[my e-mail address may be incorrectly generated by doing a Reply: use the one
at end of this posting instead]
There has been a lot of interesting discussion and useful points made here,
but I want to return to some points of the original discussion. Mark
Siddall wrote a few days ago:
> Though defintitely a cladist myself, I don't fall into
> that group that eschews issues of probability and have even taken a stab
> at some of this myself (see below).
Fine. There is disagreement among cladists as to whether to disallow
statistical frameworks. However I still cannot put this together with
Mark's reasons for backing parsimony. One might give reasons why parsimony
is expected to behave well statistically, but instead Sidall's argument is
Perhaps the perspective is that
> there is a feeling that one cannot ever know the "true" phylogeny so
> how does one go about looking to empirically measure the performance of
> a statistical approach to phylogeny reconstruction?
One could computer-simulate its behavior, in which case one has godlike
powers and knows the true phylogeny. But more central is Mark's point that:
> Parsimony is seen by many (like myself) to be a logical "path of least
> resistance" approach to phylogeny reconstruction. That is, why
> propose widespread convergence (for example) when there's a simpler
The question is, is following this path of least resistance and measuring
hypotheses by this measure of "simplicity" contradictory to making a
statistical inference? How does this "simplicity" behave statistically?
We know of cases where it behaves badly, making a statistically inconsistent
estimates, for example.
> I think that one would likely find that those that resist a
> probabilistic approach have their grounding in morphology and not in
> sequence data.
> Whereas an argument can (and has) been made to think of the phylogenetic
> signal in sequence data to be a very jumbled one and in need of some
> filtering, perhaps by a maximum liklihood approach, or by transversional
> weighting or whatever, the equivalent can not really be said of
> the evolution of a femur.
As Mike Zwick just said also, this sounds like it is being argued that
whereas we must make assumptions when analyzing molecular sequences, we
make none when using parsimony to analyze morphology.
I sense that two different frameworks are being used here at the same
time -- a statistical one and a nonstatistical one, and not in a way that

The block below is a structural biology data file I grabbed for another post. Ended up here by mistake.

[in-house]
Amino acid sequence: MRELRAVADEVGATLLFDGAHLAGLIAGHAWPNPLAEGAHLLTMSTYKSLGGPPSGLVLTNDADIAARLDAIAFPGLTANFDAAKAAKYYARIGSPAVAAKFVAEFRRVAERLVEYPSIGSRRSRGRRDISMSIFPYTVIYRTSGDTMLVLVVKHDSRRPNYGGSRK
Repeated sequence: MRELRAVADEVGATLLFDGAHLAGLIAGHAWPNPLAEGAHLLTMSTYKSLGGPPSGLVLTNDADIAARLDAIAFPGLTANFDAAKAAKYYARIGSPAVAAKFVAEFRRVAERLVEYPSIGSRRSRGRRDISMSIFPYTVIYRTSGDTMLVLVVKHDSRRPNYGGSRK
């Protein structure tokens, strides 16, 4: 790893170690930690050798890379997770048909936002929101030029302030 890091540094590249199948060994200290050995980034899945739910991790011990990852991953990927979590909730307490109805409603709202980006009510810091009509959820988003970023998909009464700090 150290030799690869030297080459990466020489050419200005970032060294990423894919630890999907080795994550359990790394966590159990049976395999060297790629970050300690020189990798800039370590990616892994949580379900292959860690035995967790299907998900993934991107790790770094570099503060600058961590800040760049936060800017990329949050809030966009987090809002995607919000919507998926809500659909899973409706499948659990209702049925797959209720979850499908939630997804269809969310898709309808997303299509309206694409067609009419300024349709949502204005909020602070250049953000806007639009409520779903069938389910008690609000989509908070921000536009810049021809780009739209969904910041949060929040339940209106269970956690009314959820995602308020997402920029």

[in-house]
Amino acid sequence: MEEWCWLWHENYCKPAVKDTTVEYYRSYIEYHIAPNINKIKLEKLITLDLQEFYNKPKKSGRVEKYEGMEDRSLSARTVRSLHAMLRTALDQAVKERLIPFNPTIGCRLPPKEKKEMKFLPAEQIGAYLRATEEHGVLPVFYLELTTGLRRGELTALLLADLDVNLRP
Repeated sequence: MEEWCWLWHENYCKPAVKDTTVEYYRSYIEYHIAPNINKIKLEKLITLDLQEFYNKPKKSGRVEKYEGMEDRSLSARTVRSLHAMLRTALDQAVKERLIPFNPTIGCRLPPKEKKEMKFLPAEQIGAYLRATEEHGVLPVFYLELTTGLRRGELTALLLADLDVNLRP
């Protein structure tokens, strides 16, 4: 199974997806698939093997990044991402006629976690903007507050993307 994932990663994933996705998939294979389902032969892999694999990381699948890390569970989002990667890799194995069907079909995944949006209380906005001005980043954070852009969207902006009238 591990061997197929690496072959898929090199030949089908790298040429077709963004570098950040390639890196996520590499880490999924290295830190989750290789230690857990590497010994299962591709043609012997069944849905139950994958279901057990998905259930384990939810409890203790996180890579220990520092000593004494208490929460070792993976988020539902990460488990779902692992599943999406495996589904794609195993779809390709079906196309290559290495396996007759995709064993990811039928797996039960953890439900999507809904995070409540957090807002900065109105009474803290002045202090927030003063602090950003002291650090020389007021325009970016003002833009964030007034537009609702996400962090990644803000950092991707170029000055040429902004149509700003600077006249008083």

is logically connectable.
When I argued that:
> >If one is using the trees for some secondary analysis such as looking at
> >host-parasite coevolution, and one concentrates only on most parsimonious
> >trees, it would seem that if a statistical framework is allowed even in
> >principle, then one is effectively assuming a 100% probability for the
> >set of most parsimonious trees.
Mark replied that:
> This IS disturbing, I agree. The above, however, assumes that the
> coevolutionary biologist is concerned with confidence in their
> coevolutionary hypothesis. Rarely are they. Rod Page is. So am I.
> The extent to which I have taken it (submitted... and crossing my fingers)
> is to ask can I get a fit of the host and parasite cladograms as good
> or better when I randomize the observed associations of host(s) and
> parasite(s). The upshot of this is, that where the answer is:
> observed is no better than random... then less than 100% confidence
> in the contributing cladograms isn't going to make it any better.
> Where the answer is: non-random association... one could make the argument
> that this is only a partial probability of the system.
The difficulty here is that I suspect that the people who publish these
results with conclusions drawn from a set of phylogenies in which one has
much less than 95% confidence, do not say this. They imply that these trees
embody all that the phylogenetic analysis can yield.
> And, of course, make certain assumptions about
> the nature and structure of the data. I am not afraid of such things...
> I wish my fellow cladists would more often own up to it though.
Sorry to go on so long, but I am trying to make one central point here,
not just to score points off Mark, who is being very helpful by being
willing to openly discuss all this. That is that the way cladists currently
argue for the use of parsimony attributes to it assumption-freeness,
and simplcitiness, and does not connect with a statistical framework at all.
I'm NOT arguing that one should not use parsimony, or that one must use
likelihood, just that if you do so you should defend your practice based
on its statistical properties under some assumptions that you are willing to
discuss. Mark notes that his fellow cladists are not often willing to
own up to their assumptions. And notions of "simplicity" themselves
escape from discussion of assumptions.
Joe Felsenstein, Dept. of Genetics, Univ. of Washington, Seattle, WA 98195
Internet: joe at genetics.washington.edu (IP No. 126.96.36.199)